Such an intriguing, dark premise. I went into the book with excitement from both the premise AND a recommendation from "Nerdette".  It's a shame it never captured me the way I expected.  The characters other than Bea all came across as snobs who just worked at covering up their actions and I felt no connection with any of them.  My interest was briefly reinvigorated when we learned more about how the Wakes are shaped and through that the group discovered a way to investigate other times, but then my state of mind reverted to just trying to get through the book.  It ended up being too murky for my taste without enough of a bang at the end to make up for it all.

Tuesday, October 9, 2018

Body Swap by Sylvia McNicoll

Hallie is walking through a parking lot, dreaming of running into the boy she hopes will be her first kiss, when she is hit by an SUV driven by an elderly woman.  Both Hallie and the driver, Susan, end up in the afterlife and they argue about who's to blame.  God - posing as a man named Eli - gives them the opportunity to return to Earth but when they get there, they find they have swapped bodies.  Now Hallie has to feel the pains of old age while Susan is living it up in her young body.  Both of them find they have things to learn from the other.

I love a body or soul swap story and all the inherent lessons learned which is what attracted me to this title in the first place.  But in the execution of this story, I was not so impressed.  One of the main issues was trying to keep the two characters straight.  I don't know how the author could've written them more clearly so that I'd be able to picture who was narrating at any particular time but it wasn't this way.  I invested way too much time working out the dynamics of who was speaking and what the relationships were with the friends and family members in each scene.  Aside from that, I was also just not very interested in how the SUV story played out, particularly how Susan's son finally got on board with the issues.  Finally, the usual trope for these stories is that both parties learn something about how great they have it already but I wasn't seeing any reason for Susan to feel like she wanted her old body back.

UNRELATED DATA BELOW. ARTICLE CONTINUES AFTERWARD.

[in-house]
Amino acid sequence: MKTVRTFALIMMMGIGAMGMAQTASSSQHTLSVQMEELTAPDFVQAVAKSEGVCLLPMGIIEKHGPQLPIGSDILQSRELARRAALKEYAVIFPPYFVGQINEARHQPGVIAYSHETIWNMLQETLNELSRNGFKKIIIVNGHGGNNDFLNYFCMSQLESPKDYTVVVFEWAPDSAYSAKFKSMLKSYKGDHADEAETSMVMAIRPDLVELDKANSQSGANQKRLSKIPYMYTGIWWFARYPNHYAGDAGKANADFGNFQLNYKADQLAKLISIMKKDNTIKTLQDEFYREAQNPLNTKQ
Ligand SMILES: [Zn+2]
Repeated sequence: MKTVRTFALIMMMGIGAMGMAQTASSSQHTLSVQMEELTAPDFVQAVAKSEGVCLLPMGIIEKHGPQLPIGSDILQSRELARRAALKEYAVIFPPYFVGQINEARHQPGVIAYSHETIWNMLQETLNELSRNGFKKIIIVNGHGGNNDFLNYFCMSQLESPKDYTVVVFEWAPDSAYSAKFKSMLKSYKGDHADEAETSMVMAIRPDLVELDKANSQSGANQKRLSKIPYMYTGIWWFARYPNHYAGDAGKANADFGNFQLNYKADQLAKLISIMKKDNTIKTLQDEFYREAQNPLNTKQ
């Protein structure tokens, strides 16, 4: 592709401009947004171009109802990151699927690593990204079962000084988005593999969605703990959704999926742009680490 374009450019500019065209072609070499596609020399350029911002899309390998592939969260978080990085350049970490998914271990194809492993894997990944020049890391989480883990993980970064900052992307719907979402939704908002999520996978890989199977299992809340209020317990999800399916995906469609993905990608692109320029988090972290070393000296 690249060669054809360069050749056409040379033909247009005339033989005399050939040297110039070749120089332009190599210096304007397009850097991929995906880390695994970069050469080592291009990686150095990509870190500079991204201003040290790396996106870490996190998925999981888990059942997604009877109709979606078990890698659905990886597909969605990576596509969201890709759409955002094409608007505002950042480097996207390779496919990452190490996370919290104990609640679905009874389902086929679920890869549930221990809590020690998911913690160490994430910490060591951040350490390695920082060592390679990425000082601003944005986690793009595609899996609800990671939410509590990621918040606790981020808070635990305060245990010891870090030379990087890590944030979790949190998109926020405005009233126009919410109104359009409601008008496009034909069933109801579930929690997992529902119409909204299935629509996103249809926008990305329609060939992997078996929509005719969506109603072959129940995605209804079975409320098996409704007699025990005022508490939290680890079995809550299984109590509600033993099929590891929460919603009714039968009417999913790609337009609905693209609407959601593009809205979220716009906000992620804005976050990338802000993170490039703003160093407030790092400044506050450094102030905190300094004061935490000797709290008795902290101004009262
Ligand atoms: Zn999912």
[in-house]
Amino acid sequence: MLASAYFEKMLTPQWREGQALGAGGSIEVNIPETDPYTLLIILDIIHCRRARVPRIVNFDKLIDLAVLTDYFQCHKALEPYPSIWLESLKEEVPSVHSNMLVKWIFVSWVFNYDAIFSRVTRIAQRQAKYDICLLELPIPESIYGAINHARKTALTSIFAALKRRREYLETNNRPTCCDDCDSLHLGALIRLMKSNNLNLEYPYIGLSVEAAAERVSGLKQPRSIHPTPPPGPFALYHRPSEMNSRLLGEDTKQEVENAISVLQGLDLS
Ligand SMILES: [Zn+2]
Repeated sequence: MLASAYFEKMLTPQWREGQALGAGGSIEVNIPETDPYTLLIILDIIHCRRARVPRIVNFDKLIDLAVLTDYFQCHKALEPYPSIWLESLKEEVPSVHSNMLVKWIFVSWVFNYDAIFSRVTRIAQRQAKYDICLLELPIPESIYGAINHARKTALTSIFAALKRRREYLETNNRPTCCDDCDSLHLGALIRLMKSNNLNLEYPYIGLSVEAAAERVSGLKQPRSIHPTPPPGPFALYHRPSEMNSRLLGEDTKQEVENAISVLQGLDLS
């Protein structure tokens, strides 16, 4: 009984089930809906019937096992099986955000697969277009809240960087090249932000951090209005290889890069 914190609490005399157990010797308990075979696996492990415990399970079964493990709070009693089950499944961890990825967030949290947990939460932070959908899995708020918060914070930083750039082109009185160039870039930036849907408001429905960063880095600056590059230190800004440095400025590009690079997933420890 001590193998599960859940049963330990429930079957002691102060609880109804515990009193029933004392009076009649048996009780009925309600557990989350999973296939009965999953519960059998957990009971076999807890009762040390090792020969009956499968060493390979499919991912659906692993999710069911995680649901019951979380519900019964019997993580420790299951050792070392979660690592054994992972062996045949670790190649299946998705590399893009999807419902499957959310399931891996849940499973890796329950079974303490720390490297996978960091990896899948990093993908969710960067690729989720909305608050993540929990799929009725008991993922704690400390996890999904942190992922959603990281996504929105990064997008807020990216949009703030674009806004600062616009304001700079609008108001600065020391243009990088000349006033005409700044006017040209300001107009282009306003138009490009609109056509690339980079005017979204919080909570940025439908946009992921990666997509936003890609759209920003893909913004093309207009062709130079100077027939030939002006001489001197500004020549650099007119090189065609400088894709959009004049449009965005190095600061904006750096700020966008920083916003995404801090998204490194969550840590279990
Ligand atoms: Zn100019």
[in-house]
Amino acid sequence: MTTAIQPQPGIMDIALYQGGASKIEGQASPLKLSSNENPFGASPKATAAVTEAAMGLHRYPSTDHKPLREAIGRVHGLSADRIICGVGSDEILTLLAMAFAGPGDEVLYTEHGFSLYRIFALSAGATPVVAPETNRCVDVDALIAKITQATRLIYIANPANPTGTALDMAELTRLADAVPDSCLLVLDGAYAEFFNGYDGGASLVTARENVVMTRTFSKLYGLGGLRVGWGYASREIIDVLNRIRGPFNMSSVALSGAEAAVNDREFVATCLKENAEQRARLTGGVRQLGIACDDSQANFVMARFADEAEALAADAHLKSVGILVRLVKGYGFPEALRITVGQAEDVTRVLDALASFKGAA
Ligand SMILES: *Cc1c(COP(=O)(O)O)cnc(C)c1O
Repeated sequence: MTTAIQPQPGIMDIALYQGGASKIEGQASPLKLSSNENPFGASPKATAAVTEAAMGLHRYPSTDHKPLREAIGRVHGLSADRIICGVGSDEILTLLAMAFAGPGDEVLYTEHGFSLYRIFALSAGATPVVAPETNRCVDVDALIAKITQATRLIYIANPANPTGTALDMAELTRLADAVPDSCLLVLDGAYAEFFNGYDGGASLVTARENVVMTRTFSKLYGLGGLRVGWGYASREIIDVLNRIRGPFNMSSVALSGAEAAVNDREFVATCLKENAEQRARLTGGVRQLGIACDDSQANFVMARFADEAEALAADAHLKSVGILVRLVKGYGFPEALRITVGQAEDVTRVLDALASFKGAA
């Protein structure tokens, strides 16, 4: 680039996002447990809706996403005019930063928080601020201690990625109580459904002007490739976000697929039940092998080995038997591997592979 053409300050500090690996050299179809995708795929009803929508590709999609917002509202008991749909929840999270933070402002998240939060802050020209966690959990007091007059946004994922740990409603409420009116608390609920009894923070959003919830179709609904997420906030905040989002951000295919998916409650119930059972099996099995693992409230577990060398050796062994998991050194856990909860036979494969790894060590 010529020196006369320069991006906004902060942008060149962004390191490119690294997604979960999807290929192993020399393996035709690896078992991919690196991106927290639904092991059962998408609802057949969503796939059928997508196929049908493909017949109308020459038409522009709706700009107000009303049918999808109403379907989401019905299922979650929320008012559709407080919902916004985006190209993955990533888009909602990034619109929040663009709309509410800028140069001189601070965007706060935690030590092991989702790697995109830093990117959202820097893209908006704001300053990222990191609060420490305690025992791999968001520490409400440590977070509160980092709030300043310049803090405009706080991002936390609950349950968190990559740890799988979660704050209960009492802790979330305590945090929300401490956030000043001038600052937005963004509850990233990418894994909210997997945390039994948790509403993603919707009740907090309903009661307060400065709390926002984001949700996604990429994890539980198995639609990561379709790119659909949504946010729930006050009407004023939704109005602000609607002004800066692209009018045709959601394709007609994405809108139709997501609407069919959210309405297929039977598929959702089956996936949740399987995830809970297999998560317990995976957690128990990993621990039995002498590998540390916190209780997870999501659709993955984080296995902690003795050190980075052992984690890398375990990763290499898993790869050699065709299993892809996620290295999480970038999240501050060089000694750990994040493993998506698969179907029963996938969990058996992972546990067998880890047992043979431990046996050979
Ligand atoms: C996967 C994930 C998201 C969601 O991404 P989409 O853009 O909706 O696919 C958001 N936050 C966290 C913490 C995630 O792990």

Pretty in Punxsutawney by Laurie Boyle Crompton

Andie has been spending the summer hanging around the local movie theater, crushing on Colton and helping him do his job.  She is convinced that they will live happily ever after as soon as she can get him to kiss her.  But disaster strikes on the first day of school when she wears a weird retro dress and finds Colton distracted by a hot girl.  She gets a new chance to make it perfect when she keeps reliving the first day of school over and over, trying different tactics each time.  Could it be that the lessons she has learned from her mom's beloved 1980's movies "Pretty in Pink" and "Groundhog Day" won't help her in real life?

I was just looking for something light and fun and this was definitely that, but still not as engrossing as I was hoping even with those expectations.  Andie did grow, but it took her quite awhile to get there and her escapades weren't surprising enough to keep me as delighted as I wanted.  I also have a hard time believing that teens today are going to be as interested in 30-year old movies as the author of this book is. 



Wednesday, September 26, 2018

Pride by Ibi Zoboi


Zuri and her younger sisters have placed bets on who will be moving into the newly renovated house across the street in their Brooklyn neighborhood.  With all the lavish updates they've seen, a couple of the sisters were betting that a white family was moving in so they are all surprised to see a black family - with two gorgeous boys - arrive.  The older of the two boys immediately hits it off with Janae, Zuri's older sister who has just come home from college.  The younger neighbor, Darius, annoys Zuri right off the bat with his arrogant attitude.  She much prefers cute and flirtatious Warren who gets her and the pride she has in her neighborhood. And when Darius makes it clear he has an issue with Warren, well that just gives her even more reason to like him.  Despite their mutual dislike, Zuri and Darius seem to keep being thrown together and they slowly learn that first impressions aren't always reliable.

This book takes its general storyline from Pride & Prejudice but of course brings a contemporary mindset and some other plot points of its own.  I'm a huge P & P fan so I'm not sure if that helped or hindered my enjoyment of the book.  On one hand, it was disconcerting when I felt like some of my favorite parts of the original weren't included in this version.  And I couldn't always relax entirely into this book because I was comparing and contrasting while reading.  But on the other hand, it was delightful to see the way in which Zoboi took beloved characters and updated them for this setting.  In particular, Mr. Collins jumps to mind.  And of course I felt so clever when I could see that Warren was Wickham and was on the lookout for how he was going to end up being a jerk.  (Not that I am any more clever than any other Pride & Prejudice reader, but my brain was congratulating me for being so smart.)  In the end, I feel like this might be best enjoyed by someone who is coming to the story for the first time.  The story line is timeless and wonderful and Zoboi does a great job of making it ring for teens.